News World Donald Trump scuttles historic summit with Kim Jong-un
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Donald Trump scuttles historic summit with Kim Jong-un

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President Donald Trump decision to scrap the Singapore talks has stunned the world. Photo: Getty
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US President Donald Trump has scrapped his much-anticipated meeting with North Korean leader Kim Jung-un, warning Pyongyang that the US military is ready to act should it take any “foolish and reckless” action.

In a letter released Thursday night (Wednesday local time), Mr Trump said he had no option but to cancel the June 12 meeting in Singapore in light of North Korea’s return to threats and provocative rhetoric.

Speaking at the White House on Friday (Thursday local time), the President said the decision amounted to a “tremendous setback” for North Korea and the world.

The cancellation of the talks came after a North Korean vice minister of foreign affairs on Thursday described US Vice President Mike Pence as a “political dummy” in the latest of a series of harshly worded statements from Pyongyang.

And as North Korea continues to talk up its nuclear capabilities, Mr Trump warned Pyongyang against inflaming the fragile situation on the Korean peninsula.

“Our military, which is by far the most powerful anywhere in the world that has been greatly enhanced recently as we all know, is ready as necessary,” he told reporters.

Despite the tough talk, the President left open the door to renewing the diplomatic thaw of earlier this year.

“If and when Kim Jong-un chooses to engage in constructive dialogue and actions, I am waiting,” he said.

In his letter addressed to Mr Kim, Mr Trump blamed Pyongyang’s “anger and open hostility” for scuttling the talks.

“I was very much looking forward to being there with you,” he wrote.

“Sadly, based on the tremendous anger and open hostility displayed in your most recent statement, I feel it is inappropriate, at this time, to have this long-planned meeting.”

Earlier in the day the White House had indicated a final decision on the summit would not be made until next week, noting that US diplomats and State Department officers were continuing with summit preparations.

The sudden scuttling of the parley suggests Mr Trump has come to believe North Korea is playing a familiar game: extending an olive branch with one hand while making a defiant fist with the other.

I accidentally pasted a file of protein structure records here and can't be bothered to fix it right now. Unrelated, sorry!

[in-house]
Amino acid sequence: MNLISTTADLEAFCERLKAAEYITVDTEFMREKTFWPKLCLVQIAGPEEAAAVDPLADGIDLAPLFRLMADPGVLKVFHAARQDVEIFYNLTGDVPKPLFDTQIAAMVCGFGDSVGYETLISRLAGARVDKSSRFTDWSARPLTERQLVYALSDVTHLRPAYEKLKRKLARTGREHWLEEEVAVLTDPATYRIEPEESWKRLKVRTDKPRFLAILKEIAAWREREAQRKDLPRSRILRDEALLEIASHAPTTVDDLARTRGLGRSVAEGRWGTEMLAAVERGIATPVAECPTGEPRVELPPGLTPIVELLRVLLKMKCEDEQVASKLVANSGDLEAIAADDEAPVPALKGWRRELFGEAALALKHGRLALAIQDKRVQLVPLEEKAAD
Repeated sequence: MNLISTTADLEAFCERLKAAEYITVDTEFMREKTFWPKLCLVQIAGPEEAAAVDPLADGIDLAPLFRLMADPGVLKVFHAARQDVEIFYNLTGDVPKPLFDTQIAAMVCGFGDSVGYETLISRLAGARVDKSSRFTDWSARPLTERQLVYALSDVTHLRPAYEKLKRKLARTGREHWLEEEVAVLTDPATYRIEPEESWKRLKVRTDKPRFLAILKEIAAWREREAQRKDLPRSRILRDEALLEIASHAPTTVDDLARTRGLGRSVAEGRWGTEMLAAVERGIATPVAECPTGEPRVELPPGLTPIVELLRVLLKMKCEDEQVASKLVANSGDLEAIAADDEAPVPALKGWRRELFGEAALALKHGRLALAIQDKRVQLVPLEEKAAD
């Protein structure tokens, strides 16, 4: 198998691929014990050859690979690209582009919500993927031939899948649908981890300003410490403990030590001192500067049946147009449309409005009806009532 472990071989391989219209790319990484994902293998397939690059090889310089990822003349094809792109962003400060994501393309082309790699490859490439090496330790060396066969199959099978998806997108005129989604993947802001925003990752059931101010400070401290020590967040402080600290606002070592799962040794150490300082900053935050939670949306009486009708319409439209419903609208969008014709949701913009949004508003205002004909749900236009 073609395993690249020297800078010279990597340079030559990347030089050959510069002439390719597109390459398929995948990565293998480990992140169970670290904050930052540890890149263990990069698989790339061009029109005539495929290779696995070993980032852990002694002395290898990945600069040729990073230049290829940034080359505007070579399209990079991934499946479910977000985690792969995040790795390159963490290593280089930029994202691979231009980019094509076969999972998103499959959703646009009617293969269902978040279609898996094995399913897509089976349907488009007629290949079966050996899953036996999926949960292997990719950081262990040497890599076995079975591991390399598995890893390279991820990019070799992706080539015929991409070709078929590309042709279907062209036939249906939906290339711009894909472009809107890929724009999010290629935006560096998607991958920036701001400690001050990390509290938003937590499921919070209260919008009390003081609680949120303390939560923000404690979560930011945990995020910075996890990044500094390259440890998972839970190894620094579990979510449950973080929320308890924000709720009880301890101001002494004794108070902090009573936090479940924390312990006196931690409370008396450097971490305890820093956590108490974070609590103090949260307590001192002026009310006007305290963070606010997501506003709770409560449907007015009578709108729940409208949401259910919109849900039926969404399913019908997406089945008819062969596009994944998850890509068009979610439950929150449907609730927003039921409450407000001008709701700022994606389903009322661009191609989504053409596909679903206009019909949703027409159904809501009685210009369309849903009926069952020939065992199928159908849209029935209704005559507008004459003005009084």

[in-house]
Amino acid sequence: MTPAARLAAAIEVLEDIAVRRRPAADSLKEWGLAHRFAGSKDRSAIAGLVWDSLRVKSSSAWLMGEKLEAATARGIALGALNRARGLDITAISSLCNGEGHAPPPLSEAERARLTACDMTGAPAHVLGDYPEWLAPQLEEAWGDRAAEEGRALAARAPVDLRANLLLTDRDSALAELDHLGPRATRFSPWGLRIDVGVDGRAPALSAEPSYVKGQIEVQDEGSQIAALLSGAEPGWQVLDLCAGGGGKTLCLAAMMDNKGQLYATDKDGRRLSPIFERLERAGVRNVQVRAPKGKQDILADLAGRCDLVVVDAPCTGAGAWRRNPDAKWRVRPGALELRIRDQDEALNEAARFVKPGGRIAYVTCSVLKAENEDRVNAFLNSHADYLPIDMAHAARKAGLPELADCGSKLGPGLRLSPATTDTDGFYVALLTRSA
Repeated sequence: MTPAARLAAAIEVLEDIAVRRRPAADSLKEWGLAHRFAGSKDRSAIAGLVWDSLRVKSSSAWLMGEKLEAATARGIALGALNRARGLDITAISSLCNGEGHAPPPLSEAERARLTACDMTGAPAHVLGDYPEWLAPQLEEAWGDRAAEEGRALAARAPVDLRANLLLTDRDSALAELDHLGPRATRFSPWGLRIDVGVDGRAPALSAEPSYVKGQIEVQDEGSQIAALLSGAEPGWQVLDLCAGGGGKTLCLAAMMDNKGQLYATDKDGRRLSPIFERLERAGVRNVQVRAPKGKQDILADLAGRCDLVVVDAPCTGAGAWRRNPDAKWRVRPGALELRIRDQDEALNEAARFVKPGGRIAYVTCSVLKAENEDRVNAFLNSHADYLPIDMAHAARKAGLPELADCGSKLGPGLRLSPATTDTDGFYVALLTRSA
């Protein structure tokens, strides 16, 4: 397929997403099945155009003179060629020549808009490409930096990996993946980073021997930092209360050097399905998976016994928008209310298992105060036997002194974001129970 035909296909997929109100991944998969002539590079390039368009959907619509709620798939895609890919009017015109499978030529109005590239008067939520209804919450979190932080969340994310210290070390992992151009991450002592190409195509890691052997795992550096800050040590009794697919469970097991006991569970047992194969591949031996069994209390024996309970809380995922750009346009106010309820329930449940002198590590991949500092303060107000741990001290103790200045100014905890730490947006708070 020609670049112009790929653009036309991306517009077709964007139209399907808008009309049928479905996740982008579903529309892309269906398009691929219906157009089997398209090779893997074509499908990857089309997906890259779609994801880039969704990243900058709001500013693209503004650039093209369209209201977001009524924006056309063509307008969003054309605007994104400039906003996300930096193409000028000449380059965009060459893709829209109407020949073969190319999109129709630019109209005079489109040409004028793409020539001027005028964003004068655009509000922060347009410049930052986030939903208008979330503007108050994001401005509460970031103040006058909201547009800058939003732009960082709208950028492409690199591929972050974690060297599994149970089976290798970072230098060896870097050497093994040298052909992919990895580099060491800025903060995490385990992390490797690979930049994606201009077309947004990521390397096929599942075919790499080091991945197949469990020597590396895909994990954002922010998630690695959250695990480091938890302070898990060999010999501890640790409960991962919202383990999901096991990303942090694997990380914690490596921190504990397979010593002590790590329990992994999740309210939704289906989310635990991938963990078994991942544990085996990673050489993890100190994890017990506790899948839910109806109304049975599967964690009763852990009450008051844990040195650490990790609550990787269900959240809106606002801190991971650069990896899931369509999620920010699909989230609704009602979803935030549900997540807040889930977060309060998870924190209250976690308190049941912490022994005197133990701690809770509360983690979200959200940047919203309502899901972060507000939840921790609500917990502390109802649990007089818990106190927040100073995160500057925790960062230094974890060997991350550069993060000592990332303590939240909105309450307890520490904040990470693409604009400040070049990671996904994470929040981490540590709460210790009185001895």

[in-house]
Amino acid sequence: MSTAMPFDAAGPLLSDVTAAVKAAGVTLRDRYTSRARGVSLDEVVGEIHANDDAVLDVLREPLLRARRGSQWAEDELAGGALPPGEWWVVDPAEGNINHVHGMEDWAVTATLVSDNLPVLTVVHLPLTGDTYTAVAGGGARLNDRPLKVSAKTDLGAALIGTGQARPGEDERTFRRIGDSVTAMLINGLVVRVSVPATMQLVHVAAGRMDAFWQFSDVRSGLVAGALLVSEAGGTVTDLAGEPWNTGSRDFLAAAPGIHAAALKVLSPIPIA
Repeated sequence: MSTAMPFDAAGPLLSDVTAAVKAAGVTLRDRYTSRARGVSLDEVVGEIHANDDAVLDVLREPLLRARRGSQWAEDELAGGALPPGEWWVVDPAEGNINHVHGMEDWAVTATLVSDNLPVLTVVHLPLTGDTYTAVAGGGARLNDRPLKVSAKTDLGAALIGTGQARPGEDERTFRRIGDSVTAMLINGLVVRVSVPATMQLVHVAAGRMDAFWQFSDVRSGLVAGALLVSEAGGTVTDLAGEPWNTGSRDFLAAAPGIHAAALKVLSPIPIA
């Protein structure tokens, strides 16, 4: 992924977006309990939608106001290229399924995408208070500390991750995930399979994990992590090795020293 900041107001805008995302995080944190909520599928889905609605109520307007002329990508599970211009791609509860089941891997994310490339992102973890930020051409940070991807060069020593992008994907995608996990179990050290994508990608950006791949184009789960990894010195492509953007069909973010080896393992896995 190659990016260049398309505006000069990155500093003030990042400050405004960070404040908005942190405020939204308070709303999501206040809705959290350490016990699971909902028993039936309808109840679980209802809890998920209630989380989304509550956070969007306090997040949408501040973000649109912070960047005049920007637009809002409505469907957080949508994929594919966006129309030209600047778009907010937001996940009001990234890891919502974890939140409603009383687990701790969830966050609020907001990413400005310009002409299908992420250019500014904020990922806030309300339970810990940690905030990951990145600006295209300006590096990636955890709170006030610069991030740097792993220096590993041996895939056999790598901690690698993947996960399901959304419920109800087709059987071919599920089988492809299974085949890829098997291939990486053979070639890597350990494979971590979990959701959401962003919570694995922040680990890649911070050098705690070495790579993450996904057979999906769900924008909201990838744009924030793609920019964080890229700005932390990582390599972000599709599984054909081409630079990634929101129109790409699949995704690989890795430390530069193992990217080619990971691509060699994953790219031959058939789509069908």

Previous presidents also thought they had struck deals with Pyongyang only to learn the North Korean leadership had ignored its part of the pact.

“Please let this letter serve to represent that the Singapore summit, for the good of both parties, but to the detriment of the world, will not take place,” Mr Trump’s letter read, adding an ominous veiled warning:

“You talk about your nuclear capabilities, but ours are so massive and powerful that I pray to God they will never have to be used.”

The conciliatory tone North Korea struck during the recent Winter Olympics has eroded over recent weeks, spurred initially by Pyongyang’s expressions of fury at military exercises in South Korea.

That rancour stepped up a notch when Mr Pence commented in a television interview that North Korea would “end like the Libya model ended” if Mr Kim backed out of the meeting.

Libyan leader Muammar Gaddafi was brutally assassinated after acceding to US demands he dismantle his weapons of mass destruction program.

Choe Son-hui, North Korea’s vice-minister of foreign affairs, branded Mr Pence’s comment as intolerable while the country’s state-run news agency described the Libya comparison as “stupid” and “ignorant” and branded Mr Pence as “a political dummy”.

The Trump administration’s decision to cancel the talks comes less than 24 hours after invited foreign journalists witnessed a series of explosions at the nuclear test site deep in the mountains of the North’s sparsely populated northeast.

While there were no international weapons inspectors on hand to verify the North’s claim, press reports said the blasts shattered three tunnels at the underground site and a number of buildings in the surrounding area.

The decision to close the Punggye-ri nuclear test site has generally been seen as a welcome gesture by Mr Kim to set a positive tone ahead of the summit.

A commuter pauses at a Seoul railway station to watch satellite imagery of the blasts. Photo: AP/Ahn Young-joon

Even so, it is not an irreversible move and would need to be followed by many more significant measures to meet Trump’s demands for real denuclearisation.

By bringing in a small group of television journalists and other members of the news media, the North was likely hoping to stage a propaganda coup – a bid for international headlines and favourable publicity that Mr Trump has now scuttled as well as the Singapore talks.

-with agencies

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